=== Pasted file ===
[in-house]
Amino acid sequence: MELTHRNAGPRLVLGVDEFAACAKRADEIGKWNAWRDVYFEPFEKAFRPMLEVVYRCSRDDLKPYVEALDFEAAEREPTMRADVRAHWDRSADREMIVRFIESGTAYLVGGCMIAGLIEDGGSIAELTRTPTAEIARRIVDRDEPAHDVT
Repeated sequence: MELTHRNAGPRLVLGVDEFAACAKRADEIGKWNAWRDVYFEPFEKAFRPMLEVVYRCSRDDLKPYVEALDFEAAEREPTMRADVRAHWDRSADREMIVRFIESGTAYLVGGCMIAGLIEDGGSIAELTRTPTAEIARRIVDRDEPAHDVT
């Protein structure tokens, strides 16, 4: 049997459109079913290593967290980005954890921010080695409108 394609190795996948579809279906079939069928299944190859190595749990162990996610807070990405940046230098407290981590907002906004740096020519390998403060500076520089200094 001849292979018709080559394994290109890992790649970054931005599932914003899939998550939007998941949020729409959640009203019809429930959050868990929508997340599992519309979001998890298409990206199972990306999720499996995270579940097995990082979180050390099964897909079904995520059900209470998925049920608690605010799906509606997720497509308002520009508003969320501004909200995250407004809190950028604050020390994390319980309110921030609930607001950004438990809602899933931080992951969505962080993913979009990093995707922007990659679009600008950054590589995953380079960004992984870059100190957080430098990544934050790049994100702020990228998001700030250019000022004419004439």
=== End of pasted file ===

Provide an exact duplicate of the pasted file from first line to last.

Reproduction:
[in-house]
Amino acid sequence: MELTHRNAGPRLVLGVDEFAACAKRADEIGKWNAWRDVYFEPFEKAFRPMLEVVYRCSRDDLKPYVEALDFEAAEREPTMRADVRAHWDRSADREMIVRFIESGTAYLVGGCMIAGLIEDGGSIAELTRTPTAEIARRIVDRDEPAHDVT
Repeated sequence: MELTHRNAGPRLVLGVDEFAACAKRADEIGKWNAWRDVYFEPFEKAFRPMLEVVYRCSRDDLKPYVEALDFEAAEREPTMRADVRAHWDRSADREMIVRFIESGTAYLVGGCMIAGLIEDGGSIAELTRTPTAEIARRIVDRDEPAHDVT
């Protein structure tokens, strides 16, 4: 049997459109079913290593967290980005954890921010080695409108 394609190795996948579809279906079939069928299944190859190595749990162990996610807070990405940046230098407290981590907002906004740096020519390998403060500076520089200094 001849292979018709080559394994290109890992790649970054931005599932914003899939998550939007998941949020729409959640009203019809429930959050868990929508997340599992519309979001998890298409990206199972990306999720499996995270579940097995990082979180050390099964897909079904995520059900209470998925049920608690605010799906509606997720497509308002520009508003969320501004909200995250407004809190950028604050020390994390319980309110921030609930607001950004438990809602899933931080992951969505962080993913979009990093995707922007990659679009600008950054590589995953380079960004992984870059100190957080430098990544934050790049994100702020990228998001700030250019000022004419004439």